RelatedPosts COVID-19: NCAA to revoke erring airlines licence over non-compliance Club’s server collapses over ticket demand for first Bundesliga game in 11 years FRSC to Schools: We’ll arrest, prosecute drivers who flout COVID-19 rules The German Bundesliga is gearing up to resume behind closed doors in May, subject to government approval.Teams in the country’s top two tiers have already returned to training as the country begins to relax some of its social distancing restrictions imposed to limit the spread of coronavirus. They are now working towards completing the remainder of the 2019-20 campaign by June 30, the German Football League (DFL) said in a statement released on Thursday.Completing the season would mean German clubs could receive scheduled payments from broadcast partners, though the DFL statement admitted that if the season cannot restart or is forced to stop again, it could lead to further economic difficulties for German football.The return to action will be underpinned by a rigorous testing programme, in a country which has been praised for its high level of testing compared to the United Kingdom and other European countries.The DFL headed off criticism that its planned testing programme would impinge on testing in other settings, saying what it was preparing for would account for only 0.4 per cent of overall test capacity in the country. The DFL said it will also contribute 500,000 euros to the health ministry to increase testing volume in care homes.Personnel inside and outside stadiums on matchdays will be “reduced to a minimum” – a maximum of 213 inside a stadium for a Bundesliga game. In addition, a further 109 would be permitted outside, including law enforcement officials.Tags: BundesligaCOVID-19
Police in India are reporting that they have rescued six tourist who were found living in cave as a result of the coronavirus pandemic.The foreign nationals were located earlier this week, almost a month after the country went into a lockdown and prevented several forms of public travel.Officials say, the four men and two women were living in private hotels but decided to move into the cave together when they realized they were running out of money and could not leave the country.According to the report, the foreign nationals are from the US, Ukraine, Turkey, France, and Nepal and all arrived in the area separately last year. and had been living in hotels.The report also noted that the tourist were living in the cave for around 25 days before locals noticed them and contacted authorities:” After receiving the information, we went to the cave and found the six foreigners. They told us that they decided to move into the cave because they were running out of money. We did their medical tests and sent the to a quarantine centre,” Police official Rakendra Singh Kathait told journalist Raju Gusain.At least one of the rescued spoke the local language and was able to secure food for the group with the little money they did have.The tourist have since been sent to a private religious retreat where their accommodations and food have been paid for by the government.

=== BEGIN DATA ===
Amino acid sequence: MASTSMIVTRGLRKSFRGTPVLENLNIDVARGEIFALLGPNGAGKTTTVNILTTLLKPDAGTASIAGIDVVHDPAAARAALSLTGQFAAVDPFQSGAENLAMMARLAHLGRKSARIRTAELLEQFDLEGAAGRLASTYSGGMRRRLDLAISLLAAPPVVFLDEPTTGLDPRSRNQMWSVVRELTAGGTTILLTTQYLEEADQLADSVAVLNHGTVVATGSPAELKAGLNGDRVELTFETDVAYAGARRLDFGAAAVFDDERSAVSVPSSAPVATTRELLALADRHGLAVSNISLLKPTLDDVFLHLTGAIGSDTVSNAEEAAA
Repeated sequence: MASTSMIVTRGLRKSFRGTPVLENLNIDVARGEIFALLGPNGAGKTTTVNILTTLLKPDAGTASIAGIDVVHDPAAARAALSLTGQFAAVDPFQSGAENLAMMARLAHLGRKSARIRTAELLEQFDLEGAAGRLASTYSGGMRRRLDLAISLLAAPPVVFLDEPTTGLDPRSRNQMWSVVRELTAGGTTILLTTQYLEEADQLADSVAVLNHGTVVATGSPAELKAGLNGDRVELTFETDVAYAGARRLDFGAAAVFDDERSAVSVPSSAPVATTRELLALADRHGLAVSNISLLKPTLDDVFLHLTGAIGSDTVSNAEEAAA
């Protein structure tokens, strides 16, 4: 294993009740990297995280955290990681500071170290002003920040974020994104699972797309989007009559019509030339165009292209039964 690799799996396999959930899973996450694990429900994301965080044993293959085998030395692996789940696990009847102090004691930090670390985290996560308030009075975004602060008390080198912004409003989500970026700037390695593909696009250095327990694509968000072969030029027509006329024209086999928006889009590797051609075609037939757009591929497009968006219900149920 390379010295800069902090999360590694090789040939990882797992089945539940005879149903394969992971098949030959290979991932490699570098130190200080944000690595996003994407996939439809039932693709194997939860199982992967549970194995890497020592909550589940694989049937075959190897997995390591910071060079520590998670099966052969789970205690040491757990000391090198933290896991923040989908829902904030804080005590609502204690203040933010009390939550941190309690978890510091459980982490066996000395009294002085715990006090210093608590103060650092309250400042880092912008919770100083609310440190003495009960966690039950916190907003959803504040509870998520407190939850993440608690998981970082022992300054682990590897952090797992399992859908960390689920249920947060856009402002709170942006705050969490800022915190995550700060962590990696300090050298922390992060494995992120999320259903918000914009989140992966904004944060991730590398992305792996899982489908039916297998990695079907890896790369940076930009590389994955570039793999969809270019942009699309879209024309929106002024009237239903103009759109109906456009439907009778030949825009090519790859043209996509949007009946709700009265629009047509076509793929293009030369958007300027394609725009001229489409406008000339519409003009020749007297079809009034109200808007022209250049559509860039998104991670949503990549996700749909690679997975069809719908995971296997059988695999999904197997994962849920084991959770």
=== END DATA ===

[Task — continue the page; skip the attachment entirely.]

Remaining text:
A Florida “church leader” and three of his sons were charged in Miami federal court on Wednesday for selling toxic bleach as a fake miracle cure for coronavirus.The man had taken credit last April for President Trump making the public suggestion at a press conference that injecting disinfectants into the body may cure COVID-19.According to officials, 62-year-old Mark Grenon and his sons, 34-year-old Jonathan Grenon, 26-year-old Jordan Grenon, and 32-year-old Joseph Grenon, all from Bradenton, Fla., are charged with conspiracy to defraud the United States as well as conspiracy to violate the Federal Food, Drug and Cosmetic Act.In addition, they are faced with criminal contempt of court related to a civil case that was filed by the federal government earlier this year.Federal prosecutors charged the four family members for the sale of a product called Miracle Mineral Solution (MMS), which they sold through Genesis II Church of Health and Healing, a “religious organization” being operated out of a Bradenton home.The U.S. Attorney’s Office in the Southern District of Florida says the non-religious church was created specifically to avoid government regulation of MMS.The chemical solution contained sodium chlorite and water. Its makers allegedly told their customers to ingest MMS.However, the FDA explains that the solution is actually chlorine dioxide, a bleach that is used for industrial water treatment or bleaching textiles, pulp, and paper.Court order filed yesterday calls for Genesis II Church of Health and Healing to cease immediately, as well as granting FDA authority to inspect facility without notice. Feds first ordered Genesis to stop back in April. @wfla pic.twitter.com/0HBTIU2uWB— victoria price (@WFLAVictoria) July 8, 2020 The product the men sold included a two ounce bottle of MMS, or sodium chlorite, as well as a two-ounce bottle of hydrochloric acid, marketed as an “activator.”The website sold the product as Sacramental Cleansing Water at a price of $15 per bottle. The bottles and their ingredients were called sacraments.There have been reports of people requiring hospitalizations, developing life-threatening conditions, and dying after drinking MMS.Before marketing MMS as a cure for COVID-19, the Grenons promoted it as a “miracle cure” for other serious diseases and disorders, such as cancer, Alzheimer’s disease, autism, multiple sclerosis, and HIV/AIDS.Mark Grenon, the co-founder of Genesis, has repeatedly acknowledged that Genesis “has nothing to do with religion,” and that he founded Genesis to “legalize the use of MMS” and avoid “going [ ] to jail.”London’s The Guardian reports that Grenon wrote a letter to President Trump last April, saying his product was a detox that could rid the body of coronavirus.The president then stated at an April 23 press briefing that researchers were examining the effects of disinfectants on the virus and asked if they could be injected into people, adding that the virus “does a tremendous number on the lungs, so it would be interesting to check that.”The FDA sued Genesis II Church and sent them a warning letter in April, in an effort to get the company to stop selling Miracle Mineral Solution.“The bottom line: Sodium chlorite products are dangerous, and you and your family should not use them,” the FDA warned.However, prosecutors say the family “willfully violated these court orders” and that they even sent letters to the judge, threatening violence.Authorities raided the Bradenton church Wednesday. There, they discovered 52 gallons of muriatic acid, 22 gallons of the finished Miracle Mineral Solution, and 8,300 pounds of sodium chlorite.“We continue to protect the public from criminal conduct that takes advantage of the COVID-19 pandemic,” U.S. Attorney Ariana Fajardo Orshan said in a statement. “Not only is this MMS product toxic, but its distribution and use may prevent those who are sick from receiving the legitimate health care they need.”Catherine Hermsen, assistant commissioner of the FDA’s Office of Criminal Investigations, called the product’s false claims “unacceptable.”“The Genesis II Church of Health and Healing has actively and deliberately placed consumers at risk with their fraudulent Miracle Mineral Solution, and Americans expect and deserve medical treatments that have been scientifically proven to be safe and effective,” Hermshen said.